A cyber-attack against a California hospital grabbed headlines last week when the facility concluded that the best course of action was to concede and pay the hackers’ ransom demand. The attack called attention to a growing cyber security threat that even the FBI says can leave a victim little choice but to pay up.
The malware attack locked access to electronic medical records at Hollywood Presbyterian Medical Center. That effectively shut down the hospital’s computer systems for more than a week until it agreed to pay the attackers 40 bitcoins, with an approximate value of $17,000.
Ransomware has become one of the most common threats to all businesses as well as individuals. The problem is not unique to healthcare institutions. Schools, municipalities, and even local police and sheriff departments have forked over the ransom to hackers as a last resort in order to regain control of their computers or networks.
This should serve as a wake-up to all businesses and compliance professionals that no one is immune to the aggressive ransomware attacks. Below is an overview of this latest and very prevalent cyber threat to firms, a review of some simple safeguards, and some policies and procedures advice for compliance departments.
Ransomware attacks rapidly growing
Various sources, including network security and anti-virus firm Symantec, conservatively estimate at least $5 million annually is extorted via ransomware from victims, with an average ransom of approximately $200. The FBI estimates that between April 2014 and June 2015, it received 992 complaints related to the “CryptoWall” family of ransomware, with victims reporting losses totaling over $18 million. Individual personal computers are not the only targets. A growing number of victims are being hit with ransomware that locks down mobile devices as well and demands payments to unlock them.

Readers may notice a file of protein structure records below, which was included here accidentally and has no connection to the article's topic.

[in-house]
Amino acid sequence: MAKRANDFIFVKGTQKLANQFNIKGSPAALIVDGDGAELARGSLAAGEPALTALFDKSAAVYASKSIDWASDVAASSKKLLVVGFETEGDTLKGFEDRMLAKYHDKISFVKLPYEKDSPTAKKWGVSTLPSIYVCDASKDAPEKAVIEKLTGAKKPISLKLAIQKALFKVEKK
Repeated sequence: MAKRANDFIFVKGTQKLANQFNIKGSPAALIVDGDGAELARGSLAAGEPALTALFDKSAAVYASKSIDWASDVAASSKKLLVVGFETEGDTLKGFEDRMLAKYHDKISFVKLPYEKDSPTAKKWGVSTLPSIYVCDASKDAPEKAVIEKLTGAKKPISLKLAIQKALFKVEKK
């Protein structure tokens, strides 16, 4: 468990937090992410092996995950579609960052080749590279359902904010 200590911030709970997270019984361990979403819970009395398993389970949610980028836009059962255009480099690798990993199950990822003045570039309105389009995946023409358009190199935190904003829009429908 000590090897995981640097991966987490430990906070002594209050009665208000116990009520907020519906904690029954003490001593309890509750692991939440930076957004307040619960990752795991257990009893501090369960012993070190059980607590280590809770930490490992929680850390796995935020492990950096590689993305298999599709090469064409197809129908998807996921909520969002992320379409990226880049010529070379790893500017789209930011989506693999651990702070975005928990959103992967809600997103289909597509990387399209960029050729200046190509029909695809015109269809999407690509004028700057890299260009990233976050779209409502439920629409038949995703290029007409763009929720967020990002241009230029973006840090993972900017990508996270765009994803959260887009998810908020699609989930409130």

Ransomware is malicious software that, when deployed, effectively walls off data so that it is inaccessible to users. Ransomware infects devices and systems via spam and phishing messages, botnets, exploit kits, compromised websites, and “malvertising.” Ransomware is often delivered using a social engineering trick to get potential victims to click on malicious email attachments or open crafted Short Message Service (SMS or text) messages, which lure them to compromised or malicious websites. Ransomware targets all sizes of businesses and institutions, home computers, mobile phones, and other devices.
Once infected the hackers hold the data ransom by demanding payment for the decryption key necessary to unlock the data. The hackers will usually demand payment in bitcoin digital currency. Bitcoin has made ransomware even more popular in the hacking universe because it can be received swiftly and anonymously and is hard to trace. Prior to bitcoin, payment was made via pre-paid cash cards and SMS messages.
The attacks can be either broadly disseminated through spam emails and infected internet sites or targeted to specific individuals or businesses after some preliminary background research of publicly available information.
Stamford Hackathon suggestions